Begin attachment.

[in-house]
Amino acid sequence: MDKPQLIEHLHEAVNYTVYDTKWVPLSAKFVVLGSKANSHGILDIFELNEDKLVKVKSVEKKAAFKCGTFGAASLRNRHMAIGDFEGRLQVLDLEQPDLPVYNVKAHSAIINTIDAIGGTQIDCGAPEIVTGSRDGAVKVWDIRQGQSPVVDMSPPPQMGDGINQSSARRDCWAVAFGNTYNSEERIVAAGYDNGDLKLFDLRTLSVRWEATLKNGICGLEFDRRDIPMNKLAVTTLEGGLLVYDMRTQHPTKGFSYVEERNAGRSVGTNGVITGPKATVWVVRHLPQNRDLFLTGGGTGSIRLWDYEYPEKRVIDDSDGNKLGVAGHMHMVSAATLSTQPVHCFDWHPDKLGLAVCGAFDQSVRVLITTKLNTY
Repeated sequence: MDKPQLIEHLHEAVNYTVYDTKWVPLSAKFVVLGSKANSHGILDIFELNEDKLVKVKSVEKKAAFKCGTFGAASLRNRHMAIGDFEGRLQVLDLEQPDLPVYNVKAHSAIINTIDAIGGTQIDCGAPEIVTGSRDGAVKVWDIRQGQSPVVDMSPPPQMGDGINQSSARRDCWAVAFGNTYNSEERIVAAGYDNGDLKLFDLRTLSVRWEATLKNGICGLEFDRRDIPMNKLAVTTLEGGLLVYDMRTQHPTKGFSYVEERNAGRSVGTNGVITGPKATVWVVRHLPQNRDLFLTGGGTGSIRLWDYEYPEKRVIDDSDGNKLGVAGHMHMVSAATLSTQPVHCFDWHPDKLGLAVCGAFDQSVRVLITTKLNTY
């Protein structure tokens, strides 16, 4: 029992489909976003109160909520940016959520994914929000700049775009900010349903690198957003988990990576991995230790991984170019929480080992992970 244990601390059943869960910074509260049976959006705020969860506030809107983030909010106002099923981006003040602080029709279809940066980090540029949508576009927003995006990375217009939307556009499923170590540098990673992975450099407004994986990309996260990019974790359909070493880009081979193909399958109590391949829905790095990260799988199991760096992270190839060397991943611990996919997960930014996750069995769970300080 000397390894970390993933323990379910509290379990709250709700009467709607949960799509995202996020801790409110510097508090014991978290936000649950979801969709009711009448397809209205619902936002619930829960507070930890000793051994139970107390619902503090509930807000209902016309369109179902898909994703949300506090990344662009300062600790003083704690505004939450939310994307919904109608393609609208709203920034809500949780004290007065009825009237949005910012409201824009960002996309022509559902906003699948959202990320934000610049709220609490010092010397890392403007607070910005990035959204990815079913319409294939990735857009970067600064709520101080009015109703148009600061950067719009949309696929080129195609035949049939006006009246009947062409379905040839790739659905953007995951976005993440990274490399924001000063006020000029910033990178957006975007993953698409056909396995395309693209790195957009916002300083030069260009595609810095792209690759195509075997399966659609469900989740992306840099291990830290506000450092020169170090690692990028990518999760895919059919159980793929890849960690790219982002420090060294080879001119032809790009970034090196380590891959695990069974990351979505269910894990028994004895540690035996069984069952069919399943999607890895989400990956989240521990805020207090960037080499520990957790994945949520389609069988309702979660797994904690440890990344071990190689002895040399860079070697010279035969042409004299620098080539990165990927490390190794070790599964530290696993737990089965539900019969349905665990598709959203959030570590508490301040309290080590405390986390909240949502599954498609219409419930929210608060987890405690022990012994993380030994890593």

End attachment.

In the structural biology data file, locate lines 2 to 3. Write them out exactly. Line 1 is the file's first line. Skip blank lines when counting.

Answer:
Amino acid sequence: MDKPQLIEHLHEAVNYTVYDTKWVPLSAKFVVLGSKANSHGILDIFELNEDKLVKVKSVEKKAAFKCGTFGAASLRNRHMAIGDFEGRLQVLDLEQPDLPVYNVKAHSAIINTIDAIGGTQIDCGAPEIVTGSRDGAVKVWDIRQGQSPVVDMSPPPQMGDGINQSSARRDCWAVAFGNTYNSEERIVAAGYDNGDLKLFDLRTLSVRWEATLKNGICGLEFDRRDIPMNKLAVTTLEGGLLVYDMRTQHPTKGFSYVEERNAGRSVGTNGVITGPKATVWVVRHLPQNRDLFLTGGGTGSIRLWDYEYPEKRVIDDSDGNKLGVAGHMHMVSAATLSTQPVHCFDWHPDKLGLAVCGAFDQSVRVLITTKLNTY
Repeated sequence: MDKPQLIEHLHEAVNYTVYDTKWVPLSAKFVVLGSKANSHGILDIFELNEDKLVKVKSVEKKAAFKCGTFGAASLRNRHMAIGDFEGRLQVLDLEQPDLPVYNVKAHSAIINTIDAIGGTQIDCGAPEIVTGSRDGAVKVWDIRQGQSPVVDMSPPPQMGDGINQSSARRDCWAVAFGNTYNSEERIVAAGYDNGDLKLFDLRTLSVRWEATLKNGICGLEFDRRDIPMNKLAVTTLEGGLLVYDMRTQHPTKGFSYVEERNAGRSVGTNGVITGPKATVWVVRHLPQNRDLFLTGGGTGSIRLWDYEYPEKRVIDDSDGNKLGVAGHMHMVSAATLSTQPVHCFDWHPDKLGLAVCGAFDQSVRVLITTKLNTY